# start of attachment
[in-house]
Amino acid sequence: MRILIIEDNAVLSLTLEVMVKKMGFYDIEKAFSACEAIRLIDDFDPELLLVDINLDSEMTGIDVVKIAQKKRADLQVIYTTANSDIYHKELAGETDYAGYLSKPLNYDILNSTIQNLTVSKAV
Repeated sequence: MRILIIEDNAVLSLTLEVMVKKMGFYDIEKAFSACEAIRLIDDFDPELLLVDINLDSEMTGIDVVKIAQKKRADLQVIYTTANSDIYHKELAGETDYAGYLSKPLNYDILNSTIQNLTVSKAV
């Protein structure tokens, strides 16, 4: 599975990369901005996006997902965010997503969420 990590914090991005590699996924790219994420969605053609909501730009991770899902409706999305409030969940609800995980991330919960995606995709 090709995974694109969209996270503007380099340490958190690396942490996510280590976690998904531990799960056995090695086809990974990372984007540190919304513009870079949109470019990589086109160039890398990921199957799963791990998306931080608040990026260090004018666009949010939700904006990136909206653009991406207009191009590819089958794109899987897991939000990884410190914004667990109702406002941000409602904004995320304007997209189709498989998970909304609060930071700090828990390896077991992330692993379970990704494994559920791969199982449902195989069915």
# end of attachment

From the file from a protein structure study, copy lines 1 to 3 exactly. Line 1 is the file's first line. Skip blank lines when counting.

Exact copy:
[in-house]
Amino acid sequence: MRILIIEDNAVLSLTLEVMVKKMGFYDIEKAFSACEAIRLIDDFDPELLLVDINLDSEMTGIDVVKIAQKKRADLQVIYTTANSDIYHKELAGETDYAGYLSKPLNYDILNSTIQNLTVSKAV
Repeated sequence: MRILIIEDNAVLSLTLEVMVKKMGFYDIEKAFSACEAIRLIDDFDPELLLVDINLDSEMTGIDVVKIAQKKRADLQVIYTTANSDIYHKELAGETDYAGYLSKPLNYDILNSTIQNLTVSKAV